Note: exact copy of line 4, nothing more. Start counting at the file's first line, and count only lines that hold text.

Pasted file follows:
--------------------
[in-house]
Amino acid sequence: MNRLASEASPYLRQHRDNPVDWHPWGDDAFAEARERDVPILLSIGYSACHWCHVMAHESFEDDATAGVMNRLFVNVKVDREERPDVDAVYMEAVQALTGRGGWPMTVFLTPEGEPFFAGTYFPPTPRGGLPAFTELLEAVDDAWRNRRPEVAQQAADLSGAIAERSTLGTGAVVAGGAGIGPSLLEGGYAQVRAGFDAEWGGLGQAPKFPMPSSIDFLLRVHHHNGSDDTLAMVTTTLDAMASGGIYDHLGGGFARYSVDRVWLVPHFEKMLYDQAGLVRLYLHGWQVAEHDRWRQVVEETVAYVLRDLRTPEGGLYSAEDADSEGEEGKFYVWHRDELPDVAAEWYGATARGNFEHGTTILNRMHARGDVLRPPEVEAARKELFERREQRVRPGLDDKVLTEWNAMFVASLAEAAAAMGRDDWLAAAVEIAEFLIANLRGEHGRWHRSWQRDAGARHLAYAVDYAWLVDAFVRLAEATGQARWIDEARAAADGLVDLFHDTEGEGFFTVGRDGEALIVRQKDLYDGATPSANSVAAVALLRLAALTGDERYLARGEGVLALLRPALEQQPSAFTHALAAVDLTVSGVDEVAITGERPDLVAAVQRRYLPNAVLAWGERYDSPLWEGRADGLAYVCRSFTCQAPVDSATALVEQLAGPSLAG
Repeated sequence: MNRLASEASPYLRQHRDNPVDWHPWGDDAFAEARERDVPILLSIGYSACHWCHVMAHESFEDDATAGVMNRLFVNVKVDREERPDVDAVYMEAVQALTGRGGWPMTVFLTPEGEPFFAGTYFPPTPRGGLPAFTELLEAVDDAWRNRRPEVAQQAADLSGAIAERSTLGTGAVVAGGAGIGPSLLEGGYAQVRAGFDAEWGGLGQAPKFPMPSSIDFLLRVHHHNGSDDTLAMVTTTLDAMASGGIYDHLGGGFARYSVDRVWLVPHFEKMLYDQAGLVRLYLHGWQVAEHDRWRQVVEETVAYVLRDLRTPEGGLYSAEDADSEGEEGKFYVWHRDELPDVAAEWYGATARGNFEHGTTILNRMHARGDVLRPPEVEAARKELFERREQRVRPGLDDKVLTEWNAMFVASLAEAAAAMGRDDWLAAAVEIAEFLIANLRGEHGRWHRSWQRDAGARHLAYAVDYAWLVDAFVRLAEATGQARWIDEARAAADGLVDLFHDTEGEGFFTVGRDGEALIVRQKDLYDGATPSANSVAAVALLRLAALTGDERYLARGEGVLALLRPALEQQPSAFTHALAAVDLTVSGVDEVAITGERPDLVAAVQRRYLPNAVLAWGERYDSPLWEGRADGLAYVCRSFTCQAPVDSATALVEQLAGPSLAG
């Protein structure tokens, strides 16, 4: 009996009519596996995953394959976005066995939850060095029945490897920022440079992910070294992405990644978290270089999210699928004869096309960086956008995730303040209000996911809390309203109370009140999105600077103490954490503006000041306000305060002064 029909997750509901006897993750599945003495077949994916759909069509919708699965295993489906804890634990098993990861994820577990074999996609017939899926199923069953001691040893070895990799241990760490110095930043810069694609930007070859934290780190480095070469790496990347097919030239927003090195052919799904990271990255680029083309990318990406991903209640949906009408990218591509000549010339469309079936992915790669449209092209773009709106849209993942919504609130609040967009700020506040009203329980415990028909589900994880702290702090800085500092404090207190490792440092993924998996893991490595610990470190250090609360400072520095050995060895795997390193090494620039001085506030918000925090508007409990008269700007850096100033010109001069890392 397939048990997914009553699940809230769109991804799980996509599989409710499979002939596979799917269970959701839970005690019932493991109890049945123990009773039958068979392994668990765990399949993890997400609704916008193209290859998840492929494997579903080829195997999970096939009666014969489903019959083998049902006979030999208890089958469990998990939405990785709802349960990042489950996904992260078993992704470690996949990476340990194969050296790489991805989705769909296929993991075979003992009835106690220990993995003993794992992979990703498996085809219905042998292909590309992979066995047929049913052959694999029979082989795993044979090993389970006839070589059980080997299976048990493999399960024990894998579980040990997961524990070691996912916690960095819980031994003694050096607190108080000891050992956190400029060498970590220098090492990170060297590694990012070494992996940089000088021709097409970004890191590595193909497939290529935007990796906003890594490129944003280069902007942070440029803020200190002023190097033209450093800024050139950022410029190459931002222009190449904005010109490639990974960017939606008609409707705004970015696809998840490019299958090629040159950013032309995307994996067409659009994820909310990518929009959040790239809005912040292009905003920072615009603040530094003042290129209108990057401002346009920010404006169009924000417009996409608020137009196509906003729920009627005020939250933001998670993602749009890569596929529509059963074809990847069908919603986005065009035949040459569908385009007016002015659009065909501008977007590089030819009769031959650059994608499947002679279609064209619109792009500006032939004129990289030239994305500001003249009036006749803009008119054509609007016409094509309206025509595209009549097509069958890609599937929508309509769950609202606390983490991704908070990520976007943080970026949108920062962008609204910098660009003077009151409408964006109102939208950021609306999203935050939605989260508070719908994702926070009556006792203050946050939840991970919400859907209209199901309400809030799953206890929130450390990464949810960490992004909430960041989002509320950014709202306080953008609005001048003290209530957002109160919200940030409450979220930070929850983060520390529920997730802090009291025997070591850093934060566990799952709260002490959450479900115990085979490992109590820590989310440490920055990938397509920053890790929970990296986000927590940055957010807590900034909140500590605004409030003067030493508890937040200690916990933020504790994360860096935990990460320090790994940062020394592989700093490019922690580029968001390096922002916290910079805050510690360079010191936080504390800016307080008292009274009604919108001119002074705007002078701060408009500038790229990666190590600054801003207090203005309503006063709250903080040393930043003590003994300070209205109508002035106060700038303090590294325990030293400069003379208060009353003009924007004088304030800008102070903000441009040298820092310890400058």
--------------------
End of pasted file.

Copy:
């Protein structure tokens, strides 16, 4: 009996009519596996995953394959976005066995939850060095029945490897920022440079992910070294992405990644978290270089999210699928004869096309960086956008995730303040209000996911809390309203109370009140999105600077103490954490503006000041306000305060002064 029909997750509901006897993750599945003495077949994916759909069509919708699965295993489906804890634990098993990861994820577990074999996609017939899926199923069953001691040893070895990799241990760490110095930043810069694609930007070859934290780190480095070469790496990347097919030239927003090195052919799904990271990255680029083309990318990406991903209640949906009408990218591509000549010339469309079936992915790669449209092209773009709106849209993942919504609130609040967009700020506040009203329980415990028909589900994880702290702090800085500092404090207190490792440092993924998996893991490595610990470190250090609360400072520095050995060895795997390193090494620039001085506030918000925090508007409990008269700007850096100033010109001069890392 397939048990997914009553699940809230769109991804799980996509599989409710499979002939596979799917269970959701839970005690019932493991109890049945123990009773039958068979392994668990765990399949993890997400609704916008193209290859998840492929494997579903080829195997999970096939009666014969489903019959083998049902006979030999208890089958469990998990939405990785709802349960990042489950996904992260078993992704470690996949990476340990194969050296790489991805989705769909296929993991075979003992009835106690220990993995003993794992992979990703498996085809219905042998292909590309992979066995047929049913052959694999029979082989795993044979090993389970006839070589059980080997299976048990493999399960024990894998579980040990997961524990070691996912916690960095819980031994003694050096607190108080000891050992956190400029060498970590220098090492990170060297590694990012070494992996940089000088021709097409970004890191590595193909497939290529935007990796906003890594490129944003280069902007942070440029803020200190002023190097033209450093800024050139950022410029190459931002222009190449904005010109490639990974960017939606008609409707705004970015696809998840490019299958090629040159950013032309995307994996067409659009994820909310990518929009959040790239809005912040292009905003920072615009603040530094003042290129209108990057401002346009920010404006169009924000417009996409608020137009196509906003729920009627005020939250933001998670993602749009890569596929529509059963074809990847069908919603986005065009035949040459569908385009007016002015659009065909501008977007590089030819009769031959650059994608499947002679279609064209619109792009500006032939004129990289030239994305500001003249009036006749803009008119054509609007016409094509309206025509595209009549097509069958890609599937929508309509769950609202606390983490991704908070990520976007943080970026949108920062962008609204910098660009003077009151409408964006109102939208950021609306999203935050939605989260508070719908994702926070009556006792203050946050939840991970919400859907209209199901309400809030799953206890929130450390990464949810960490992004909430960041989002509320950014709202306080953008609005001048003290209530957002109160919200940030409450979220930070929850983060520390529920997730802090009291025997070591850093934060566990799952709260002490959450479900115990085979490992109590820590989310440490920055990938397509920053890790929970990296986000927590940055957010807590900034909140500590605004409030003067030493508890937040200690916990933020504790994360860096935990990460320090790994940062020394592989700093490019922690580029968001390096922002916290910079805050510690360079010191936080504390800016307080008292009274009604919108001119002074705007002078701060408009500038790229990666190590600054801003207090203005309503006063709250903080040393930043003590003994300070209205109508002035106060700038303090590294325990030293400069003379208060009353003009924007004088304030800008102070903000441009040298820092310890400058």